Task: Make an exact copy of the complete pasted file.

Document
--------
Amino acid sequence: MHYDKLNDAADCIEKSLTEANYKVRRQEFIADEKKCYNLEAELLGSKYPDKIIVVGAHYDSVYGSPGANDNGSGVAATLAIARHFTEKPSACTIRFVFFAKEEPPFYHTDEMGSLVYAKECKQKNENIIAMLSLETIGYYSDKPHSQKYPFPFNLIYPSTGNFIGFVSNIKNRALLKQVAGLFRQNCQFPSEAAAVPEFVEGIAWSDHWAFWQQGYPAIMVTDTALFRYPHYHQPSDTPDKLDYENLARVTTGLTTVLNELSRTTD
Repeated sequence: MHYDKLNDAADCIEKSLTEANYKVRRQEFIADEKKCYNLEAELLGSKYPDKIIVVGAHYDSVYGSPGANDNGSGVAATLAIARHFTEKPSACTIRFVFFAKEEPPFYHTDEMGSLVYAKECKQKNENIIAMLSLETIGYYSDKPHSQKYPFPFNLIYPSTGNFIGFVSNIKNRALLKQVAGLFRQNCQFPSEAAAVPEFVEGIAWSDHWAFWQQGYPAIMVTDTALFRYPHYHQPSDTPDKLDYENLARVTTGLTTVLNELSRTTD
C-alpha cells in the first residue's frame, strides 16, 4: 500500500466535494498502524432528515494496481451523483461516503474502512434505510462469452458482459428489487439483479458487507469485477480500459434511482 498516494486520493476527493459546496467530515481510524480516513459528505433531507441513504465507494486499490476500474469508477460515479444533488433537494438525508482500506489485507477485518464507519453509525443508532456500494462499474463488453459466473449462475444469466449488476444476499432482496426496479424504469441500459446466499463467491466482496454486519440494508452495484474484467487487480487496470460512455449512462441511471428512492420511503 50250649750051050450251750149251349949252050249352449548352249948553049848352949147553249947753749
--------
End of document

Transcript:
Amino acid sequence: MHYDKLNDAADCIEKSLTEANYKVRRQEFIADEKKCYNLEAELLGSKYPDKIIVVGAHYDSVYGSPGANDNGSGVAATLAIARHFTEKPSACTIRFVFFAKEEPPFYHTDEMGSLVYAKECKQKNENIIAMLSLETIGYYSDKPHSQKYPFPFNLIYPSTGNFIGFVSNIKNRALLKQVAGLFRQNCQFPSEAAAVPEFVEGIAWSDHWAFWQQGYPAIMVTDTALFRYPHYHQPSDTPDKLDYENLARVTTGLTTVLNELSRTTD
Repeated sequence: MHYDKLNDAADCIEKSLTEANYKVRRQEFIADEKKCYNLEAELLGSKYPDKIIVVGAHYDSVYGSPGANDNGSGVAATLAIARHFTEKPSACTIRFVFFAKEEPPFYHTDEMGSLVYAKECKQKNENIIAMLSLETIGYYSDKPHSQKYPFPFNLIYPSTGNFIGFVSNIKNRALLKQVAGLFRQNCQFPSEAAAVPEFVEGIAWSDHWAFWQQGYPAIMVTDTALFRYPHYHQPSDTPDKLDYENLARVTTGLTTVLNELSRTTD
C-alpha cells in the first residue's frame, strides 16, 4: 500500500466535494498502524432528515494496481451523483461516503474502512434505510462469452458482459428489487439483479458487507469485477480500459434511482 498516494486520493476527493459546496467530515481510524480516513459528505433531507441513504465507494486499490476500474469508477460515479444533488433537494438525508482500506489485507477485518464507519453509525443508532456500494462499474463488453459466473449462475444469466449488476444476499432482496426496479424504469441500459446466499463467491466482496454486519440494508452495484474484467487487480487496470460512455449512462441511471428512492420511503 50250649750051050450251750149251349949252050249352449548352249948553049848352949147553249947753749